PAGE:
Monthly Archives: November 2008

Deconstructing the Car Talk Jukebox

The great folks at National Public Radio’s Car Talk recently switched from using Real Player to a flash based MP3 media player for online listening. I think this is a fantastic change as the only thing I was still using Real Player for was to listen to Car Talk online. I do realize that for some time a podcast version of the show has been available through NPR but I tend to listen to it spread out over several days and the Real Player (and now Flash based player) allow me to jump directly to specific segments of the show, a big advantage over one long MP3 file for my purposes.

The only problem with the new player is that I initially couldn’t get it to work with my system. The player would never fully load and would not play the show. This really presents a problem if one wants to listen to the show. Of course I submitted an email to Click and Clack notifying them about the problem, apparently they’ve been receiving quite a bit of email about the new player for better or worse because it took about 5 days to even get a form response back. Like most of what Click and Clack have to say it wasn’t that helpful (install the latest version of Flash, etc). Since I already regularly waste time with Flash websites on a regular basis I was sure that Flash wasn’t my problem. This led me to start deconstructing their player architecture to find out and fix the problem myself, in true Car Talk fashion.

To make a long story short for the impatient reader I’ll cut to the chase. Ads are loaded and played from a third party site (NPR) and require cookies (3rd party cookies) to play. The ad must play before the player will load the show audio. I had 3rd party cookies disabled, hence no show. I fixed this by explicitly allowing cookies from both and Of course, there are many more interesting ways of solving the problem and more that can be learned by total deconstruction so the reader looking for further edification may want to read on.

By looking at the page source and link formats I fairly quickly determined that Car Talk was using the JW FLV Media Player and it was loading a playlist file called showAllsmil.xml which likely contained the asset (MP3 audio) URLs to be played. The trick would be to find this file and figure out why my player wouldn’t work. By looking at the source of the player page I could determine that before the player fully loaded it needed to play an ad from NPR. That certainly gave me quite a clue as to why things weren’t working and eventually led me to the cookie solution you read about above but let’s explore the javascript code that selects and gives the player a URL for the MP3 ad:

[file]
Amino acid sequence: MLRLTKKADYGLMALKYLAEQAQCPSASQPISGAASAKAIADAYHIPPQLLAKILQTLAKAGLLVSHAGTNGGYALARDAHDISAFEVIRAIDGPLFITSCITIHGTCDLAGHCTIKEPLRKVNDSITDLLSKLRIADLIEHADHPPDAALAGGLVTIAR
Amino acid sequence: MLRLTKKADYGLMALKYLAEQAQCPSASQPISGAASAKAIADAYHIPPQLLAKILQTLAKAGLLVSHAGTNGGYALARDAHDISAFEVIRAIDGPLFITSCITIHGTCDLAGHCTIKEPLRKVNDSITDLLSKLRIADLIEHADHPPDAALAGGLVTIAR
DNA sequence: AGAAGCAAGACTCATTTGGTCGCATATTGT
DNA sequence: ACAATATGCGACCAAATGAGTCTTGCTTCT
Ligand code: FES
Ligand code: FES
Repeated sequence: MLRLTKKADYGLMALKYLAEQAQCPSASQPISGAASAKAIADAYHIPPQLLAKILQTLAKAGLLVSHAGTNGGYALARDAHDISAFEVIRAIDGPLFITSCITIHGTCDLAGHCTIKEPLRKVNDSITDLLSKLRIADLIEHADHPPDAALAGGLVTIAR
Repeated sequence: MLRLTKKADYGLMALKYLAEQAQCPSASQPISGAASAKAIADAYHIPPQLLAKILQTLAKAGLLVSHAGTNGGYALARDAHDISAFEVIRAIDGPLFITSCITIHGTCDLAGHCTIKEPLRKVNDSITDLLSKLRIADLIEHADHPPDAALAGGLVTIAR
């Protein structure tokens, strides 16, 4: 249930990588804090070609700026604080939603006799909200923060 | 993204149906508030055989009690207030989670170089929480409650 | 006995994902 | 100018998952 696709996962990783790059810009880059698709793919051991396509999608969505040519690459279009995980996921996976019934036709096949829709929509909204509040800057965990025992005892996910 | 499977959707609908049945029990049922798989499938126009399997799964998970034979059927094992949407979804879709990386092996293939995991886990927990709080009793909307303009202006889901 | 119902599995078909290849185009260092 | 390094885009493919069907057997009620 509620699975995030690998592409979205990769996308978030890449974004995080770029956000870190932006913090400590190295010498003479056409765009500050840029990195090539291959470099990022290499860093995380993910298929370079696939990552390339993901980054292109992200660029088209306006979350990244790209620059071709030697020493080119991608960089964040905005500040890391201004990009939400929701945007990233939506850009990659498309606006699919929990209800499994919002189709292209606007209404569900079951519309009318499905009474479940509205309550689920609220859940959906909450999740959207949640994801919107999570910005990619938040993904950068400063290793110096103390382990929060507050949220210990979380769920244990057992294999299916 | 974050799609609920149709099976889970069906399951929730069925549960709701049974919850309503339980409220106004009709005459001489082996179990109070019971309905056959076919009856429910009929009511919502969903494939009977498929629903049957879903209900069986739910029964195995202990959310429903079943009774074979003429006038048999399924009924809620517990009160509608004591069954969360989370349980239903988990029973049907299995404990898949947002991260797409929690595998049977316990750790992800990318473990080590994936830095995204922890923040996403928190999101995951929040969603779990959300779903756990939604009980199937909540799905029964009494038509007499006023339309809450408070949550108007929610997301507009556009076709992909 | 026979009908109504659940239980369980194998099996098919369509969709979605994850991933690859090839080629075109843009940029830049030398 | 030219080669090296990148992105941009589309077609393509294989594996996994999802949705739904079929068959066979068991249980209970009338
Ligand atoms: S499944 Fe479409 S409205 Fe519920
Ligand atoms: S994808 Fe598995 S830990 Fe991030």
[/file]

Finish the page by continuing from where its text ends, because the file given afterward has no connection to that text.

var site = 'CARTALK';
var area = 'Cartalk.Player';
var pageNum = Math.round(Math.random() * 100000000);
var randomNum = Math.round(Math.random() * 100000000);'+site+'/area='+area+'

It’s interesting that this is all done in client side javascript instead of randomly serving an ad from a static server side URL, but I guess doing things in javascript is the Web 2.0 way! Now you know what to do if you want to listen to NPR ads all day long. Generate a bunch of random numbers and load up some URLs. What if you want to listen to an actual Car Talk show, perhaps on an unsupported player/OS like Linux without Flash installed. For this you’re going to want to get your hands on that xml playlist file. First you’ll want to find the URL, which as it turns out is also generated by some bits of javascript which could also be done server side:

var f=gup('play');
var s=gup('show');	
if (s==null || s=="") s="WeeklyShow";
var file2 = ''+s+'/'+f;

Where gup is a function which pulls some variables out of the URL, again something really easy to do in a server side language like PHP, oh well…javascript it is. If you want to listen to the entire most recent weekly show you’ll end up with a URL that looks something like:

If you want to just hear the last segment (segment 10 of the show) you’d end up with:

Of course it’s similar for 01smil.xml through 09smil.xml. Note yet again that this could all be handled without creating a million files if it were done server side, but I digress. When you open up that XML playlist file you end up with something where it’s easy to see the MP3 asset files can be found at:

and so on. Note that these streaming MP3s can be played in any MP3 player so you could play them on Linux or just about anything else that plays MP3 files.

An interesting project would be to create a script which dynamically generated an advertisement MP3 URL, pulled the SMIL file and stripped out the asset URLs and spit out a more standard M3U playlist file. If this were done in server side scripting (PHP anyone) you could easily create a link which would feed any player a playlist of the most recent show segments (plus an opening advert to keep NPR happy). Such a M3U playlist would be useful as it would allow you to play streaming Car Talk MP3s from just about any player/OS without manually getting all the segment URLs.